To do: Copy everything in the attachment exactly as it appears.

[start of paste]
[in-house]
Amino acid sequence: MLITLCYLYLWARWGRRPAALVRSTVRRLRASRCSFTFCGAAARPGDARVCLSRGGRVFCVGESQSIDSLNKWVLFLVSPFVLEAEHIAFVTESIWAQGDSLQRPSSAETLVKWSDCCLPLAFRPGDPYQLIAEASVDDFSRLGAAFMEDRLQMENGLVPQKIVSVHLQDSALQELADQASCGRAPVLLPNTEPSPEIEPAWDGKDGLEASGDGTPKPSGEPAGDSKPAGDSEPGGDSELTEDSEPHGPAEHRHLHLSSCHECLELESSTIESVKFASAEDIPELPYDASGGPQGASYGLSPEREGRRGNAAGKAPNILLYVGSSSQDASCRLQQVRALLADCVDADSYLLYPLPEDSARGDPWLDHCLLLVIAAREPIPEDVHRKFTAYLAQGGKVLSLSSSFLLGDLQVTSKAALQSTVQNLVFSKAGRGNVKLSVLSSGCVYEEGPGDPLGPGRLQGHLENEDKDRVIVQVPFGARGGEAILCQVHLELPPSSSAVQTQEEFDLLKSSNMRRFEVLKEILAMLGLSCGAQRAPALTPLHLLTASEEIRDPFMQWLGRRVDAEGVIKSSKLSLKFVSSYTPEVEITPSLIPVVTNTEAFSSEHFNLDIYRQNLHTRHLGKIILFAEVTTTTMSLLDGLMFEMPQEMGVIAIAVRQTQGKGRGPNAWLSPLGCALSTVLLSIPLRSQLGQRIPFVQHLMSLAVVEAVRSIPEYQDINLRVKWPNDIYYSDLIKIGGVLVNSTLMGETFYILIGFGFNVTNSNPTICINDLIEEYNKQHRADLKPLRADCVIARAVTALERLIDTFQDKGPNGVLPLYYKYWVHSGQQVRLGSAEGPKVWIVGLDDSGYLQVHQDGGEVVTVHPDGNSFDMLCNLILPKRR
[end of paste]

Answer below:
[in-house]
Amino acid sequence: MLITLCYLYLWARWGRRPAALVRSTVRRLRASRCSFTFCGAAARPGDARVCLSRGGRVFCVGESQSIDSLNKWVLFLVSPFVLEAEHIAFVTESIWAQGDSLQRPSSAETLVKWSDCCLPLAFRPGDPYQLIAEASVDDFSRLGAAFMEDRLQMENGLVPQKIVSVHLQDSALQELADQASCGRAPVLLPNTEPSPEIEPAWDGKDGLEASGDGTPKPSGEPAGDSKPAGDSEPGGDSELTEDSEPHGPAEHRHLHLSSCHECLELESSTIESVKFASAEDIPELPYDASGGPQGASYGLSPEREGRRGNAAGKAPNILLYVGSSSQDASCRLQQVRALLADCVDADSYLLYPLPEDSARGDPWLDHCLLLVIAAREPIPEDVHRKFTAYLAQGGKVLSLSSSFLLGDLQVTSKAALQSTVQNLVFSKAGRGNVKLSVLSSGCVYEEGPGDPLGPGRLQGHLENEDKDRVIVQVPFGARGGEAILCQVHLELPPSSSAVQTQEEFDLLKSSNMRRFEVLKEILAMLGLSCGAQRAPALTPLHLLTASEEIRDPFMQWLGRRVDAEGVIKSSKLSLKFVSSYTPEVEITPSLIPVVTNTEAFSSEHFNLDIYRQNLHTRHLGKIILFAEVTTTTMSLLDGLMFEMPQEMGVIAIAVRQTQGKGRGPNAWLSPLGCALSTVLLSIPLRSQLGQRIPFVQHLMSLAVVEAVRSIPEYQDINLRVKWPNDIYYSDLIKIGGVLVNSTLMGETFYILIGFGFNVTNSNPTICINDLIEEYNKQHRADLKPLRADCVIARAVTALERLIDTFQDKGPNGVLPLYYKYWVHSGQQVRLGSAEGPKVWIVGLDDSGYLQVHQDGGEVVTVHPDGNSFDMLCNLILPKRR